Tourism sector takes significant heat from coronavirus restrictions

By Ndune Mwaringa

I remember the days when all you required to have a serene travel experience was your money, a destination and audacity; then, we faced a pervasive Pandemic that brought us to a virtual standstill.

We have been thrown into a state where we had to suppress most of our conventional ventures in a bid to recover and protect our very skin.

One year, and three months have now passed since the virus’ first case was reported in the country but even with the diligence of governments to destabilize the ecosystem, consequential effects and differences can still be felt. The Tours and Travel sector is yet one of the sectors that has been most affected.

The novel Coronavirus was first reported to the World Health Organization on the twelfth of January last year from an unconfirmed breakout in Wuhan. On the announcement of its presence in Kenya in March 2020, President Kenyatta announced a lockdown on flights between our country and those that had reported the presence of the virus.

Domestic Tourism has been one of the most hit sections under the Tourism industry in Kenya. It is the main driving force of the Travel and Tourism sector in major economies globally accounting for more than seventy percent in 2018.

Domestic tourists, who according to statistics accounted for more than half the total bed occupancy in the country, were forced to abandon their travel plans to avoid contracting the virus. A massive drop in sales ensued and with the forceful closure of many hotels. The visible drop in sales was not the only aftermath as many employees went home, many with unpaid salaries due to the unforeseen tragedy; with worse having to put down their tools as employers could no longer sustain all of them and sent most home.

Within the next month, a necessary cessation of movement across the country had been placed.

The pandemic, basically caused by global travel, forced the government to place all out strict measures in an endeavor to contain the virus.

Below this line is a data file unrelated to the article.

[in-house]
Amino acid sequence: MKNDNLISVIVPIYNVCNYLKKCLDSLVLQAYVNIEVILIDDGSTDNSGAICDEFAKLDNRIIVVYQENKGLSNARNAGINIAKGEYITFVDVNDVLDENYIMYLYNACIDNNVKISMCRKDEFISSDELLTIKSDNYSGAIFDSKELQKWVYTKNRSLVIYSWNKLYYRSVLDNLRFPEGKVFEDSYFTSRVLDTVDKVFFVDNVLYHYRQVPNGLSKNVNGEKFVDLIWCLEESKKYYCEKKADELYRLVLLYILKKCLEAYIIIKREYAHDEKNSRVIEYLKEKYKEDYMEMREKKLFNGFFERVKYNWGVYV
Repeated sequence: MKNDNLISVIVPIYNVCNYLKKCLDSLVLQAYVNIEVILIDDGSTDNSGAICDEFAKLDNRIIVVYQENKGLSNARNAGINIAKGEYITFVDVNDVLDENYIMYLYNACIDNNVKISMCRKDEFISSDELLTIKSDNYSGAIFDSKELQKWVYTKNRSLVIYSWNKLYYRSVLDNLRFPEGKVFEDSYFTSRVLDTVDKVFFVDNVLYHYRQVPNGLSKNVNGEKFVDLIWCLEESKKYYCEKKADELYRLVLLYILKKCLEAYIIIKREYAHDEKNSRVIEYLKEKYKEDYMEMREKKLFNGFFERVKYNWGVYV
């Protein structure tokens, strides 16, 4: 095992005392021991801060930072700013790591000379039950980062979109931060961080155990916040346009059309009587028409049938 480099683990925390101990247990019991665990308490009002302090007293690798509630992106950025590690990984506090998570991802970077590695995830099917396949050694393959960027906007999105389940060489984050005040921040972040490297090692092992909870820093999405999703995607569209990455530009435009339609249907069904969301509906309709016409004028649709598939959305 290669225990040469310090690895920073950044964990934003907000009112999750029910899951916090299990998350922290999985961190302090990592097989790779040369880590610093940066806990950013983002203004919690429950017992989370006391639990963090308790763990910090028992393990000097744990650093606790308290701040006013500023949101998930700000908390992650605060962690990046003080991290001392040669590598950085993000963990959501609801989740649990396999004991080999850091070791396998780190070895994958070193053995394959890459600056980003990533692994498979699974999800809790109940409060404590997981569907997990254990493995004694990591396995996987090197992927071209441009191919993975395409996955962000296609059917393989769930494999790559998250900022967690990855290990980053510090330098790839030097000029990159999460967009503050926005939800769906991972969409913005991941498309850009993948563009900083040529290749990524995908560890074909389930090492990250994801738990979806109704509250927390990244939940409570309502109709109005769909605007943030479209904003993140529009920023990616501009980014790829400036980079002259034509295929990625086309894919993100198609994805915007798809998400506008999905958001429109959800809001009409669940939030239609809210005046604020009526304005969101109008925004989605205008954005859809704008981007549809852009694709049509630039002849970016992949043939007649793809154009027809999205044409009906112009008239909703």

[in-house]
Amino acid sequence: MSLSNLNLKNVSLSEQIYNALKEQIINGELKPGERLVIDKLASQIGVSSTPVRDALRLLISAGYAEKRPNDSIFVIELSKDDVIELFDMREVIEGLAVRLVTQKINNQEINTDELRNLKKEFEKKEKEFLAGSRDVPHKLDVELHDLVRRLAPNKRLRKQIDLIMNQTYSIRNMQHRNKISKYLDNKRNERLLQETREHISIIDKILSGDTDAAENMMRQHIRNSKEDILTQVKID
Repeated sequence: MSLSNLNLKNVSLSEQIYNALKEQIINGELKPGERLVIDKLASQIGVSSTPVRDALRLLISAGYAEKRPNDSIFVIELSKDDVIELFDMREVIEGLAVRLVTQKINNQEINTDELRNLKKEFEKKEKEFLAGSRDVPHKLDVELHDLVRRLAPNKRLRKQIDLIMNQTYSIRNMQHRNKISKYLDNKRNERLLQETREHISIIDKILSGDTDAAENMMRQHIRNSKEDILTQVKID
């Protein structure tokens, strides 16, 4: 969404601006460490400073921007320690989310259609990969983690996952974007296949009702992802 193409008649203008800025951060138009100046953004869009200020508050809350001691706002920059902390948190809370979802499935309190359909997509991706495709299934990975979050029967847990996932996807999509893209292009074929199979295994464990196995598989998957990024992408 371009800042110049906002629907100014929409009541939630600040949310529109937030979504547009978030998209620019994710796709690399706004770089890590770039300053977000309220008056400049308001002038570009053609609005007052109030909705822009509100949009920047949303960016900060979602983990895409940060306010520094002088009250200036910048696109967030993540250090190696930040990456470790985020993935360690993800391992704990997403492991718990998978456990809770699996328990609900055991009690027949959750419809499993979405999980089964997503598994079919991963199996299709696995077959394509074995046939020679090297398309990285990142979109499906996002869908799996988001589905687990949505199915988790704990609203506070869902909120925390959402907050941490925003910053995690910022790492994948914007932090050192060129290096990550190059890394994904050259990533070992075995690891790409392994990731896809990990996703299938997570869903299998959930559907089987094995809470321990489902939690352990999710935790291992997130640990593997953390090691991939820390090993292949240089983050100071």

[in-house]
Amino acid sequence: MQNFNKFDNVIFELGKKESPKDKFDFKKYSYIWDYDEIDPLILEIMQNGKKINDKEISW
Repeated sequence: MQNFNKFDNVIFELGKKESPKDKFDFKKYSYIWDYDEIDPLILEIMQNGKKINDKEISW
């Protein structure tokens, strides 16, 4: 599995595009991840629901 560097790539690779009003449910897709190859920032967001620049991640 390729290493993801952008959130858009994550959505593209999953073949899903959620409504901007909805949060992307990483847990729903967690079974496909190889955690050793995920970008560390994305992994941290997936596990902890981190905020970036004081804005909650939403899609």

Travelers universally had to cross-check with the World Health Organization’s compliance regulations first, before even considering moving from one place to another.

The United Nations World Tourism Organization (UNWTO), the agency entrusted with the sustenance and promotion of tourism, embraced the slogan ‘Stay Home Now, Travel Tomorrow’ to refrain everyone from physical movement where necessary.

International tourism took a heat

Extensive international travel, hospitality and tourism is one of the indicators of a healthy modern economy as well as a social system. Kenya’s economy is notably reliant on the tourism industry, with International tourism contributing a total of Ksh163 billion to the country’s Gross Domestic Product according to Tourism statistics in 2019.

An appraisal with consideration to the pandemic was set in 2020 for over Ksh147 billion in direct international tourists’ receipts. The reality of this epidemic dawned when only a quarter of the projected amount was realized.

The sector had lost over Ksh110 billion of direct international tourists’ revenue due to the virus.

According to UNWTO estimates, the pandemic’s impact on the travel and tourism sector became clearer after comparison and the results showed that international tourist arrivals in the first quarter of 2020 had been reduced to a mere fraction of what they were in the previous year.

There was a slight laxity when the ban on movement was lifted by the President in August and the travel industry could feel a shimmer of hope.

This was short-lived as a backlash due to the cessation was felt when the transport prices across the various modes of transport soared.

The hike in fares was primarily caused by the social distance coronavirus regulations that were placed by the Health Cabinet Secretary Mutahi Kagwe, and compelled a reduction in the total number of passengers. Workers in the transport sector wanted to compensate for the slice in the total number but this move was soon deterred by the government.

Progressively but surely, we have witnessed a slow and steady recovery of the country back to its feet beginning with the most vital of sectors.

The Tours and Travel sector has been one of the sectors that have been a product of tactical planning and execution by the government.

Remedial measures

Coronavirus still remains a public health crisis and its blow to the global economy is still being felt. The recovery is a gradual one but recent talks have been held to mitigate it. An allocation of funds to support community conservancies and engage community scouts is part of the campaign launched to cushion tourist destinations that have faced economic hostility.

The tourism finance board is currently running a program to provide soft loans to hotels and related establishments in an effort to fulfill the latest international trend by UNWTO dubbed Restart Tourism.

These incentives, which are being spearheaded by the Cabinet Secretary for Tourism and Wildlife Najib Balala, are banked to improve this state. With cooperation from the people and with ongoing medical advances such as the development of vaccines, the directives are primed to stabilize the tourism sector and ensure it rebounds.



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